The invention is applicable to power conversion devices, which include DC-to-AC inverters, AC-to-DC converters and active filter devices.
These and other objects and advantages of the invention will be apparent from the description that follows and from the drawings which illustrate embodiments of the invention, and which are incorporated herein by reference.
The controller 10 includes a microelectronic CPU 16 operating according to instructions in a control program 17 stored in memory. The program 17 includes instructions for performing regulation of a DC bus voltage and regulation of current supplied to the motor 15. The controller provides gating signals 19 to control the switching of the switches SW1–SW6 in the inverter 14.
The common mode voltage (CMV) is defined in expression 1) below as the voltage difference between a neutral point “n”, for example in the motor 15, and the ground “g” for the AC voltage supply 12. It is the sum of the voltage Vno between the midpoint “o” of the DC bus and a neutral point “n”, for example in the motor 15, and the voltage Vog between the midpoint “o” of the DC bus 13 and ground “g” for the AC voltage supply 12. The voltages Vno and Vog are three-phase voltages summed from the individual phase voltages of the motor 18 and the AC voltage supply 12 as shown in expressions 2) and 3) below.
CMV=V ng =V no +V og 1)
V no=(V uo +V vo +V wo)/3 2)
V og=−(V ao +V bo +V co)/3 3)
The frequency and amplitude of Vog is determined by the AC supply mains, which produces a positive 180 Hz (or 150 Hz) ripple waveform and negative 180 Hz (or 150 Hz) ripple waveform in the common mode voltage. Another part of CMV, Vno, is related to the inverter modulation, and its amplitude is shown in Table 1 below.
Common mode voltages for diode front-end variable
frequency drive system
State (G1, G3, G5)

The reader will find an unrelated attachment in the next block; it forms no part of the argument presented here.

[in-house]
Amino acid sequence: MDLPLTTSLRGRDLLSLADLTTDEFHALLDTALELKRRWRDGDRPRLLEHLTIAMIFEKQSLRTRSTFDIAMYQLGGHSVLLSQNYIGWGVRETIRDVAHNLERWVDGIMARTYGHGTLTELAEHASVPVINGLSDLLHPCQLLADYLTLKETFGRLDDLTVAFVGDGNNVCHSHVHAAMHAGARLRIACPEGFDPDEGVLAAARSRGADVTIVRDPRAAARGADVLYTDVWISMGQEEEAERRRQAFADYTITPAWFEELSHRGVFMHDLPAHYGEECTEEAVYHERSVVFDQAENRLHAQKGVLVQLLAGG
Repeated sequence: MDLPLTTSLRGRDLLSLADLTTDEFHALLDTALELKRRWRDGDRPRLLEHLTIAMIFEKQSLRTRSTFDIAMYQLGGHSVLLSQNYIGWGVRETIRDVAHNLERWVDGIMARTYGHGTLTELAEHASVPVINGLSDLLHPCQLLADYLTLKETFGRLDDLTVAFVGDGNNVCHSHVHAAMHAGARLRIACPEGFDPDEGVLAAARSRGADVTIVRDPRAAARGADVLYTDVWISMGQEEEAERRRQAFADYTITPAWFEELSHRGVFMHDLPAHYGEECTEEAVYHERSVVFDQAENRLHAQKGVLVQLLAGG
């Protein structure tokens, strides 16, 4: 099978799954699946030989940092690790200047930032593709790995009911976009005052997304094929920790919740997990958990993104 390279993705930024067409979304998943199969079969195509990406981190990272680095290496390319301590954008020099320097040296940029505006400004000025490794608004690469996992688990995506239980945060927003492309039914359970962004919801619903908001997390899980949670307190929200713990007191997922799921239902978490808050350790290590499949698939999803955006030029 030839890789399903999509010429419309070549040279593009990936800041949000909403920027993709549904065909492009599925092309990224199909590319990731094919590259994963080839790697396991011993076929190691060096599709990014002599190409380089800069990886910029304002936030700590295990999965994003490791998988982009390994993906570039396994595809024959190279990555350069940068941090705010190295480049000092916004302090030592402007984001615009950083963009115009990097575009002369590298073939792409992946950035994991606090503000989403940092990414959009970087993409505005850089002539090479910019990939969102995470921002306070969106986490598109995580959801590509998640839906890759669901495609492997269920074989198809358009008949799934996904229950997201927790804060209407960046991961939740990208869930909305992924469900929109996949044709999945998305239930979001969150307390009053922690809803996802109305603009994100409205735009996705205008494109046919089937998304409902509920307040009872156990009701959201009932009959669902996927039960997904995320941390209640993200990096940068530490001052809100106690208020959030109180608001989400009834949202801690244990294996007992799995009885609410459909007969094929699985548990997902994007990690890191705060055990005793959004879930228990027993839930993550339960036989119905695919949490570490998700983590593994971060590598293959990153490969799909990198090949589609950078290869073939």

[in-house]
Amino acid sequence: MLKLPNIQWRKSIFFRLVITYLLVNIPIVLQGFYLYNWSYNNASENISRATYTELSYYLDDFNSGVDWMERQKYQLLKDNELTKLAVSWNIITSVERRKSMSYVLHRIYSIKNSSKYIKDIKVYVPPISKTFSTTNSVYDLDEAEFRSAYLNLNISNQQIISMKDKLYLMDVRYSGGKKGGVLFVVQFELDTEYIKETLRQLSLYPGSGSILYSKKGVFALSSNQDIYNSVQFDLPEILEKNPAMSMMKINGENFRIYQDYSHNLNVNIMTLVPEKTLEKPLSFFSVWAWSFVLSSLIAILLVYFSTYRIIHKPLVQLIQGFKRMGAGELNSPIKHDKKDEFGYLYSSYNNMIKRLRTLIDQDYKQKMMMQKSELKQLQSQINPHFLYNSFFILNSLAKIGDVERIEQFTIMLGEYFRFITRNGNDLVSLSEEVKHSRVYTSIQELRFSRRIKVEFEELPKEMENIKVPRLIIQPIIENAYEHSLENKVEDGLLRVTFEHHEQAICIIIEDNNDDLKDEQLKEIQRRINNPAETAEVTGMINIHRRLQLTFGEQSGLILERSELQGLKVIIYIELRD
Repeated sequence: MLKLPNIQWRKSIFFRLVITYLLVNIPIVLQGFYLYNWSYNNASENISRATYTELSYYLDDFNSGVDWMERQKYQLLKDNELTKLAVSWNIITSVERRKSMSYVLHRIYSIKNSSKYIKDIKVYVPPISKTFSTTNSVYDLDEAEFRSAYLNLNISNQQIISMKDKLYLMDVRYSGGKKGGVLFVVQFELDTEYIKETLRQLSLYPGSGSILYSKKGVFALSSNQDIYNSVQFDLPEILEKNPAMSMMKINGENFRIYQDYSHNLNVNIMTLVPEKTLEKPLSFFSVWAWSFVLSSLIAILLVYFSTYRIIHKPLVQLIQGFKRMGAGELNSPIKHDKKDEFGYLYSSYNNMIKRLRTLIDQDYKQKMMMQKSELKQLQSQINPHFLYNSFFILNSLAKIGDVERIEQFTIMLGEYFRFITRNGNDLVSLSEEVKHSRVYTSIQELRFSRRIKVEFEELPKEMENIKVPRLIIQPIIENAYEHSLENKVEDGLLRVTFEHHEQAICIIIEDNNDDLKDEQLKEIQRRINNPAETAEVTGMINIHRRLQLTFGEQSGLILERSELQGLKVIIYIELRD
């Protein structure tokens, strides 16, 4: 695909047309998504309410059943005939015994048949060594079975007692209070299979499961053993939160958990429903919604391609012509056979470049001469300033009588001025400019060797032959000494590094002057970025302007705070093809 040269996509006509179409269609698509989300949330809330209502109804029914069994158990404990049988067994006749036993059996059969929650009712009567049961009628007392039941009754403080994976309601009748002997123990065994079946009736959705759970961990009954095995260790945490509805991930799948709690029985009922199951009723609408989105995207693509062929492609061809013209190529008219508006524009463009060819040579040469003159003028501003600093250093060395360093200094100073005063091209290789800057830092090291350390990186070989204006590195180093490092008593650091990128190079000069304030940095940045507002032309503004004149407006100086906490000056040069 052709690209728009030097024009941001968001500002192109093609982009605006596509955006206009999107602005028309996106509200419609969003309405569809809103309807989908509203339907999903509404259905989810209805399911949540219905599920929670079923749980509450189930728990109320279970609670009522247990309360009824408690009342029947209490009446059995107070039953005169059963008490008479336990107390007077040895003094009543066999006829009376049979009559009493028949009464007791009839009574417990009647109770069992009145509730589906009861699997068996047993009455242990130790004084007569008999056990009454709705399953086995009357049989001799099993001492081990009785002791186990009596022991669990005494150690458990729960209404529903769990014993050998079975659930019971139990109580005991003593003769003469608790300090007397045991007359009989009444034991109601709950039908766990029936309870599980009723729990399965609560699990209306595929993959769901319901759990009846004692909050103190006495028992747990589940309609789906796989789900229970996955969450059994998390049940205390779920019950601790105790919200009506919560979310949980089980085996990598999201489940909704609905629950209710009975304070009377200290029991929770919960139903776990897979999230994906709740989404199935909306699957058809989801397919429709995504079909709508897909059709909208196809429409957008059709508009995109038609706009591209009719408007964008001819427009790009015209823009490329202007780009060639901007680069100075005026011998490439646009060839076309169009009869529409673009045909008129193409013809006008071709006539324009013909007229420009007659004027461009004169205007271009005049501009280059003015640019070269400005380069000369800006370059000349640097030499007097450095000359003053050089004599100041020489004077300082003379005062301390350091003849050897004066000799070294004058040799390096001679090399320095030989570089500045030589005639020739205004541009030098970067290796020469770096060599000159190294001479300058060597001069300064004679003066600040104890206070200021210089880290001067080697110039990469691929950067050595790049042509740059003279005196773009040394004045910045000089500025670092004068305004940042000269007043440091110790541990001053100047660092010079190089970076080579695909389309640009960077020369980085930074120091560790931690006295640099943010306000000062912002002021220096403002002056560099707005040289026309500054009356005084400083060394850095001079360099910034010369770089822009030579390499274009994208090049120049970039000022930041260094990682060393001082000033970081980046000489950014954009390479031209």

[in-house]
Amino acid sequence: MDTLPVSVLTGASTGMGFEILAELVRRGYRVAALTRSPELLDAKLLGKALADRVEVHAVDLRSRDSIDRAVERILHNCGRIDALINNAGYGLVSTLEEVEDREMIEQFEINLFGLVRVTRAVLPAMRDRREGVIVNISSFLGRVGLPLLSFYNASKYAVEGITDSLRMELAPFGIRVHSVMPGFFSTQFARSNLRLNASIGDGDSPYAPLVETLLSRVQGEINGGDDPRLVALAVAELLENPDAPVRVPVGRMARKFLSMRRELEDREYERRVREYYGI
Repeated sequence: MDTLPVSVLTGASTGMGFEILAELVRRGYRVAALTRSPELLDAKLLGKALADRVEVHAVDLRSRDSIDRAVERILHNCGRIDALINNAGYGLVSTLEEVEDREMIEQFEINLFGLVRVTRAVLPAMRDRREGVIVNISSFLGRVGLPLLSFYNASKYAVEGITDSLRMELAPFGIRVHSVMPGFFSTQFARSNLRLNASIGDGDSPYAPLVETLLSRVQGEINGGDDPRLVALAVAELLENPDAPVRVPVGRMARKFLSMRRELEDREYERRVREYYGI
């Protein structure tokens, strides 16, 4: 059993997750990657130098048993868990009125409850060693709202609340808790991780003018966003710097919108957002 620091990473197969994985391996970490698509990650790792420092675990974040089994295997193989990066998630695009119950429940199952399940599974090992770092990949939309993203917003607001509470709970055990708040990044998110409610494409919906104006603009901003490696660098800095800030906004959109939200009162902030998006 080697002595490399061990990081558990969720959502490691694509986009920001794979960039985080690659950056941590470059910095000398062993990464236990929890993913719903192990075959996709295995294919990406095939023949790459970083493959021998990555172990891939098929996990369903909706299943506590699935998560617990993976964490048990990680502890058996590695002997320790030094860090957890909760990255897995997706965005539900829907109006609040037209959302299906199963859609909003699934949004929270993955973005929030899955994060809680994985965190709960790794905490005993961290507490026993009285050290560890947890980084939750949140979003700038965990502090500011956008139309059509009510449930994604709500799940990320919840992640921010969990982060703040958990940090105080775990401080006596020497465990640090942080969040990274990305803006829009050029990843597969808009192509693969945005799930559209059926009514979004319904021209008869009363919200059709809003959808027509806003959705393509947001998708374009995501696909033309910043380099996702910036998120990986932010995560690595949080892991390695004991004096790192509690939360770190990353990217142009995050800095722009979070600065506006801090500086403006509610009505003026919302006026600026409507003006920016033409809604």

0, 0, 0
1, 0, 0
1, 1, 0
0, 1, 0
0, 1, 1
0, 0, 1
1, 0, 1
1, 1, 1
An example of the waveform of both CMV and Vno for diode front-end VFD system is shown in
According to the space vector PWM model, there are eight available output voltage vectors (V0–V7) for both the boost rectifier and inverter as shown in
It is known in the art that the peak-to-peak amplitude of the common mode voltage generated by active front-end variable frequency drive system can be limited to no more than 1.33Vdc, as seen in
Some modified modulators for diode front-end VFD system have included a switching pattern modifier that does not select zero-voltage switching vectors (V0, V7) for the switching pattern of inverter control. The virtual zero states are created by using two active vectors that are 180 degree out of phase. As a result, the peak-to-peak amplitude of the common mode voltage can be significantly reduced.
Several common mode voltage reduction schemes have been proposed for carrier-based PWM without calculating the dwell time, which can be applied to the modulator of the diode front-end VFD system or to an active front-end VFD system.
The modified carrier-based PWM can be applied to the inverter modulator of the diode front-end VFD system, to significantly reduce the peak-to-peak amplitude of the common mode voltage. Due to the effects of dead time, there will be unexpected high amplitude pulses 25 of the common mode voltage, as shown in
There are no unexpected pulses of high amplitude (as seen in
As shown in
The same analysis can be applied to the dead-time effect in area S6_1_6 (before the transition from sector 6 to sector 1), as shown in
Dead-time effect analysis for those small areas after the transition of two sectors (e.g. S1_2_2) is presented in
To cancel the dead-time effect caused by the modified carrier-based PWM, the original three phase reference voltage Vu
As seen in
In block 55, the routine proceeds to determine if the time period is in zone 30 preceding the transition between sectors of the diagram in
The routine will then be repeated for the other pairs of phase reference voltages, Vv
As shown in
This has been a description of several preferred embodiments of the invention. It will be apparent that various modifications and details can be varied without departing from the scope and spirit of the invention, and these are intended to come within the scope of the following claims.
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|U.S. Classification||318/811, 318/801, 363/41|
|International Classification||H02M1/00, H02M7/5387|
|Cooperative Classification||H02P27/08, H02M7/53873, H02M2001/385|
|European Classification||H02M7/5387C2, H02P27/08|
|28 Feb 2005||AS||Assignment|
Owner name: ROCKWELL AUTOMATION TECHNOLOGIES, INC., OHIO
Free format text: ASSIGNMENT OF ASSIGNORS INTEREST;ASSIGNORS:YIN, QIANG;KERKMAN, RUSSEL J.;LUKASZEWSKI, RICHARD;REEL/FRAME:016350/0948
Effective date: 20050228
|12 Mar 2010||FPAY||Fee payment|
Year of fee payment: 4
|12 Mar 2014||FPAY||Fee payment|
Year of fee payment: 8